That Jesus rose from the dead -- can't get around it. That is to say, the idea blows my mind, it seems incredible, and yet I can't find an alternate explanation. Why would all of those witnesses go to their deaths rather than recant? I know how cults work. I know how people can convince themselves of some crazy, crazy things. I know about Jonestown and how all those people drank poisoned Kool-Aid because their leader told them to. And yet, what you don't always hear is that many of them refused to drink it and were forced to drink it by others. Some ran away into the jungle, which is why we know what happened at all. And probably none of them would have drunk it if they hadn't all been together, egging each other on. They had reason to believe their leader was telling them the truth -- that they would all be brainwashed by fascists if they didn't commit suicide first.
None of this holds true for the apostles. They had time, alone, in prison, away from other influences that might hold them to their beliefs. They weren't given sweet koolaid to down in a second ... they were tortured, set free, tortured again, locked up, over and over. Each of them had a chance to deny Jesus. Not one did. Not ONE. And they should have known. Their founder wasn't on the scene to call the shots. They were the leaders now. They were in a position to know if they were lying. Cult leaders don't go down with the ship, not when they have a choice.
That the Catholic Church is the descendant of the community of believers started by Jesus -- not much doubt there. We do believe the same things the Church Fathers believed, a generation or two after Jesus, if it is also to be admitted that we believe a lot more things than they ever wrote about. There is a direct line you can trace from any priest, to the bishop who ordained him, straight back to the Apostles. (The Orthodox can do it too, I think, and some but not all Anglicans.)
That the Catholic Church is infallible -- some doubt. It seems a bit circular to me. The Church declared itself infallible. If it didn't have the authority to do that, it couldn't give itself the authority just by saying so. I admit that the idea of infallibility wasn't invented wholesale at Vatican I; it has a long tradition behind it. But can it be entirely certain that everything from "when you have turned again, strengthen your brothers" to "where Peter is, there is the Church" was exactly the same thing as infallibility as currently understood? Because there's just so much out there. And it makes me very nervous to realize that whenever there's an apparent conflict, the answer is always "that was never infallible in the first place" or "it was never meant to mean that." For instance, we now believe that there is no salvation outside the Church in a very difference sense than the one it was originally expressed in, but no one wants to admit that it's different. There's no infallible list of infallible teachings, so everyone is free to believe in the set of teachings that they think is infallible. It seems a little too hard to be sure you're not a heretic. And the stuff that we're being taught now -- are we going to be told, centuries hence, that they didn't really mean it that way?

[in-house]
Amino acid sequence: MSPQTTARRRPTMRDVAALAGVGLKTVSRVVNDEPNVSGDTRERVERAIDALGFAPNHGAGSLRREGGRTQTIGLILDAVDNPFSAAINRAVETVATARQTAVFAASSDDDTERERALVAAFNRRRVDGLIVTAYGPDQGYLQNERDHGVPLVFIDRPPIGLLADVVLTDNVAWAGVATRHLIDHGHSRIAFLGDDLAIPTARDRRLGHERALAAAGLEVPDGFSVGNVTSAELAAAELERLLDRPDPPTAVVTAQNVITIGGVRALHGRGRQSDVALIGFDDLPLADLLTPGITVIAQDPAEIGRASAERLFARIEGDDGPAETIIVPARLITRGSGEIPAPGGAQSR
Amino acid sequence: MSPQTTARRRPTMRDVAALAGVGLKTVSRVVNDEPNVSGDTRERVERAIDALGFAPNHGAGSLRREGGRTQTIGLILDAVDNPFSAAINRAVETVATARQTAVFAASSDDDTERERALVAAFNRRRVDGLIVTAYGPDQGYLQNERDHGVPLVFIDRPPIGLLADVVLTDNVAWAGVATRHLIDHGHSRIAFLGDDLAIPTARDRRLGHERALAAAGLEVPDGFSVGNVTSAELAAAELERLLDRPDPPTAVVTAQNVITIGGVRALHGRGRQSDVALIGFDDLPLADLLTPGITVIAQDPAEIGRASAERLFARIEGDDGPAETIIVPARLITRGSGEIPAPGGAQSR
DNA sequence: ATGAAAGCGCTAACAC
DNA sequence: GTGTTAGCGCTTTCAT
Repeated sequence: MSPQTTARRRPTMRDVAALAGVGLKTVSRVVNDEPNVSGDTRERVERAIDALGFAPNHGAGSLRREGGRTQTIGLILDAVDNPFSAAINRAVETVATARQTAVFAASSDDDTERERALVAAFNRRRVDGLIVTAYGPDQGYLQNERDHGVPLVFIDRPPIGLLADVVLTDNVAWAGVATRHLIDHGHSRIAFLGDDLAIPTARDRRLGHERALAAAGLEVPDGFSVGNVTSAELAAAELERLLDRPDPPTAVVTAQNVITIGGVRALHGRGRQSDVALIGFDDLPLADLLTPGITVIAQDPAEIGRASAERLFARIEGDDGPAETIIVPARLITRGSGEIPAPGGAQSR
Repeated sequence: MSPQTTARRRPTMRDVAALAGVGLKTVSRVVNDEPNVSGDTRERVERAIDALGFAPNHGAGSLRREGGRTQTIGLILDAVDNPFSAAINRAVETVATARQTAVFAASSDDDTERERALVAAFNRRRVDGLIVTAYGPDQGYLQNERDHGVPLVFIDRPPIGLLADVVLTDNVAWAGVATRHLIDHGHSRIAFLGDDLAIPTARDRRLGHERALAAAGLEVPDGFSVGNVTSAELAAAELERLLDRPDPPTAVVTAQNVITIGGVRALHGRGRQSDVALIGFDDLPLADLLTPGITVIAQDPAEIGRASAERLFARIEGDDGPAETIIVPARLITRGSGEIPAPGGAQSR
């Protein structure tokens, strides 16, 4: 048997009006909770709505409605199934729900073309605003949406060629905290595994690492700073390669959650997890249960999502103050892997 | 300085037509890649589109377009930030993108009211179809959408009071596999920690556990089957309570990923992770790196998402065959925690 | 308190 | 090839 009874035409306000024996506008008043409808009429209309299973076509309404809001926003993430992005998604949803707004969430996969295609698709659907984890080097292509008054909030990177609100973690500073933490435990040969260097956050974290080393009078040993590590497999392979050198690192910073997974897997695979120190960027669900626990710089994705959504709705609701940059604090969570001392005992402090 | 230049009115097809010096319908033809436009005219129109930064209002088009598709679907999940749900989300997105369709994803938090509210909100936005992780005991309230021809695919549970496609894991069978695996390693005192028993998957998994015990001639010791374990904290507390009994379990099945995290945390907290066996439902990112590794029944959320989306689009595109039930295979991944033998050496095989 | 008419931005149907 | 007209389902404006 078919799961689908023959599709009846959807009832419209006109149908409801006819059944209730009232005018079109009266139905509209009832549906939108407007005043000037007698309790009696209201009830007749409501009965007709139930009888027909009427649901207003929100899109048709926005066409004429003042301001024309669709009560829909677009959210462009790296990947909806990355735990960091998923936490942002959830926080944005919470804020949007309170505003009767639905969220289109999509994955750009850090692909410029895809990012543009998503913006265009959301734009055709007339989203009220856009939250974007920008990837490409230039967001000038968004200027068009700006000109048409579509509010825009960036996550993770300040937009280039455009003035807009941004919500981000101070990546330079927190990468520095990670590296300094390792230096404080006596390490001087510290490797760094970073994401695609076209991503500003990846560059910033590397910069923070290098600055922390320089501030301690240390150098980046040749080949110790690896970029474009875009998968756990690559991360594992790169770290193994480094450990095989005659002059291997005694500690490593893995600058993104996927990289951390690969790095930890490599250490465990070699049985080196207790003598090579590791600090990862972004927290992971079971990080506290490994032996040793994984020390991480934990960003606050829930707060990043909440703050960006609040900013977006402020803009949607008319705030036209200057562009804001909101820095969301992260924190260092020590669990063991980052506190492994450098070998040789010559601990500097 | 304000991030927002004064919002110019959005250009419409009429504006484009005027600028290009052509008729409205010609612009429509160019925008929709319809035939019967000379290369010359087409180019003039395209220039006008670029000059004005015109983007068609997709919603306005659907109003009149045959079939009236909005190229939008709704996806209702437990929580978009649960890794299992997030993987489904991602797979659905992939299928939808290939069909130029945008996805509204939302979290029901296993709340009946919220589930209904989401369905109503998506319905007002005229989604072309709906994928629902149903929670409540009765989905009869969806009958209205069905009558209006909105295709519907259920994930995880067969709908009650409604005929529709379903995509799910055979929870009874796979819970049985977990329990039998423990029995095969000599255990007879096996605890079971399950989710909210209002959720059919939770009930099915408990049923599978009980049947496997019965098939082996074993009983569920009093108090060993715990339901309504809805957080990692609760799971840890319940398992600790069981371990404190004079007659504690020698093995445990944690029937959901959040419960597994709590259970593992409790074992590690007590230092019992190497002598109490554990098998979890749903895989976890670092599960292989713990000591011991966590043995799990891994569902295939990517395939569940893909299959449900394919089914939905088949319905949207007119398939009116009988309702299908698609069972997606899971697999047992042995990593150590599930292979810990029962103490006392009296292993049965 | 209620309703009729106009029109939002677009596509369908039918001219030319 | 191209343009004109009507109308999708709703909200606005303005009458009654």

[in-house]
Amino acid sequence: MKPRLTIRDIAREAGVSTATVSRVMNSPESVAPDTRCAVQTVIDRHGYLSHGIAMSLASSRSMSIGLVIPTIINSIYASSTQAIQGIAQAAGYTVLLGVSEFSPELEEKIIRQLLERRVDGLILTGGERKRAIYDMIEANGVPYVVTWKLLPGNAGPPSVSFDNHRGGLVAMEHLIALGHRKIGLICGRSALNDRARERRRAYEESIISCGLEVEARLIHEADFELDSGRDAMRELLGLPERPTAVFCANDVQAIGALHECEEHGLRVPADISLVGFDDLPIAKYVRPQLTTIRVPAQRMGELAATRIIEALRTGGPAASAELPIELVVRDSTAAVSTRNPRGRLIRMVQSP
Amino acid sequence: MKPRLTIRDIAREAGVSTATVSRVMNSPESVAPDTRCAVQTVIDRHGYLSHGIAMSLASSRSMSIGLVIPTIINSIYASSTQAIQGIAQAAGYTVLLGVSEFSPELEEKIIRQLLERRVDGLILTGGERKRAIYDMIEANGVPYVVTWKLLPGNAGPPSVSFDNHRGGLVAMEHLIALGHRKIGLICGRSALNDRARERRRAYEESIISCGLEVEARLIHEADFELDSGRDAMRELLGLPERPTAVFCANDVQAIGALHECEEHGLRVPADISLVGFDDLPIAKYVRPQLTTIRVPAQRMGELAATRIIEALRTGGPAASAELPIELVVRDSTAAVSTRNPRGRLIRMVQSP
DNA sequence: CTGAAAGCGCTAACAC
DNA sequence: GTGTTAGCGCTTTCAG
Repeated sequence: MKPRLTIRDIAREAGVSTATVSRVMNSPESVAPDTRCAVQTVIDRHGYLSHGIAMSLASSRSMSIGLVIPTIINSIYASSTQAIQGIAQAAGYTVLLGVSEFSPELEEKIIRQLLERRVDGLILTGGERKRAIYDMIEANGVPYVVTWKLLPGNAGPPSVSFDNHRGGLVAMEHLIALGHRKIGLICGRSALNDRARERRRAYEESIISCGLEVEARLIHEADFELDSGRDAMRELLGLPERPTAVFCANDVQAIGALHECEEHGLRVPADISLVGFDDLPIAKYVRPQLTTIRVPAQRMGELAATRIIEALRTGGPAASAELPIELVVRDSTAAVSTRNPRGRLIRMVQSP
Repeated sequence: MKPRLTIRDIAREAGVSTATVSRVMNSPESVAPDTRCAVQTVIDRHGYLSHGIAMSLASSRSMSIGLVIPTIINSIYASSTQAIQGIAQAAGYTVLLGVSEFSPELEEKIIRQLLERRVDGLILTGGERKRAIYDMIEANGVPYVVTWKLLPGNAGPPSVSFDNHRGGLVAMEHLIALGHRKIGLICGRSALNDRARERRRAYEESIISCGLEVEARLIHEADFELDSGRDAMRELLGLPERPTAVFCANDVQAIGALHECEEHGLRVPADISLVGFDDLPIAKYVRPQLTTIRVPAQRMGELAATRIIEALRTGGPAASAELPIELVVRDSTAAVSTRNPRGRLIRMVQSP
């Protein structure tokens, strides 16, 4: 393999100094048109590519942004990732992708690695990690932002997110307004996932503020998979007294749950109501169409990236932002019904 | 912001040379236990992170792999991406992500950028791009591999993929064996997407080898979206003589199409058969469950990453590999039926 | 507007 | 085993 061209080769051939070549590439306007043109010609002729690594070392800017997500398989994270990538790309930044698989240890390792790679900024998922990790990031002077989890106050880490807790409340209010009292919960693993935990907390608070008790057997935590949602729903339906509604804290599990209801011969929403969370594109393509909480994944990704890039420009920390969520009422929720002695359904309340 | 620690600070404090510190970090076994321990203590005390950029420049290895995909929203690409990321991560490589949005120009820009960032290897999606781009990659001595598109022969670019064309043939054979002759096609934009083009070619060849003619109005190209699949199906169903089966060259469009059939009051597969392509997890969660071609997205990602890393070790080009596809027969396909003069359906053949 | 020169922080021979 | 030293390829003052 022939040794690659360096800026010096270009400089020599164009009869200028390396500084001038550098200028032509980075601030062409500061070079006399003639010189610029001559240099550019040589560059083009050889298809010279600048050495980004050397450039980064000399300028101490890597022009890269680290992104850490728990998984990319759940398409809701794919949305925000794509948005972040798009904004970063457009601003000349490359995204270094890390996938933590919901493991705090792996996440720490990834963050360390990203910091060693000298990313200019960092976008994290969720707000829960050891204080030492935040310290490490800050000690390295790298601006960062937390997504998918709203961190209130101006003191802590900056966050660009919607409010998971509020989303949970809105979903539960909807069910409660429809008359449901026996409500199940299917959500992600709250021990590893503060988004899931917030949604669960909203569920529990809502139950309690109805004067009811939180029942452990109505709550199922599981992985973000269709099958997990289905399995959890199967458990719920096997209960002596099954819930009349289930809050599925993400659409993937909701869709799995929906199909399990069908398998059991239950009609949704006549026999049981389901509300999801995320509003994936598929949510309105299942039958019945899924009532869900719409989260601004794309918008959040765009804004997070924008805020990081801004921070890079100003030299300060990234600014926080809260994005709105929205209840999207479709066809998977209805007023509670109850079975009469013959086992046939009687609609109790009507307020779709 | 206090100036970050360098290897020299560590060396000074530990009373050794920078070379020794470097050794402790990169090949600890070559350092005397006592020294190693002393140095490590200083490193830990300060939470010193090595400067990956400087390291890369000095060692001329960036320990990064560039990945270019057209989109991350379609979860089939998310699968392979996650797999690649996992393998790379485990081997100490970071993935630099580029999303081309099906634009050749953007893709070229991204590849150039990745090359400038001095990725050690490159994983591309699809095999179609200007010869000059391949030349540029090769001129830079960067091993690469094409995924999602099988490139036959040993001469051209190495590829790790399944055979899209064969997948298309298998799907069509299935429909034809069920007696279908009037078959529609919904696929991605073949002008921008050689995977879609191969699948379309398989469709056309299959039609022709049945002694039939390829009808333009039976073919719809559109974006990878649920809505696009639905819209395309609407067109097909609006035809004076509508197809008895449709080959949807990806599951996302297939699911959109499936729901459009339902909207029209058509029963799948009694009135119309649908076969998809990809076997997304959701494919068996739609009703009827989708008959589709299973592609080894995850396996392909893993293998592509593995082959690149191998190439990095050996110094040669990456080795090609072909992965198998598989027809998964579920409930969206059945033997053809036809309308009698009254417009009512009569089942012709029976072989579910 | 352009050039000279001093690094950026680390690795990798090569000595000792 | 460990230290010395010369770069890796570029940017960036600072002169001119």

Infallibility is just one of those things that trips all my cult detectors. What cult worth its salt wouldn't claim to be always right, if it thought it could get away with it? And yet it's one of those culty things that is sort of required for any religious group to survive -- as Catholics will always remind you, look at the Protestants! They don't have a central authority and so they splinter. You can never be sure you have the right set of beliefs. So doesn't it make sense that God would provide a way to stop this from happening to the Church?
But if you look at the vast difference between a liberal Catholic and a traditionalist Catholic, it makes me suspect that having an infallible pope hasn't actually stopped us from being divided. Not just on unimportant stuff like whether Mary really appeared at Fatima, but vital stuff like "Does God punish the sinners in hell?" or "What proportion of people are saved?" I know Catholics who think pretty much everyone goes to heaven and are able to defend that belief, and I know Catholics who think that hardly anyone does and are able to defend that too.
Is it just a balance we've struck here? It could be, but it seems very odd to me that we have an infallible teaching about whether Mary was immaculately conceived (which doesn't even matter, so far as I can see) and not one about whether God cares more about believing the right things or about doing the right things.
Anyway, that's my attempt at a summary of what I believe and how much I believe it. It's my determination that, if something is true, God desires me to believe it, and therefore I also want to believe it. If I am wrong, I hope I figure it out. From the best I can determine, this wish keeps me from being a formal heretic or dissenter.
Well, let's hope. I do my best.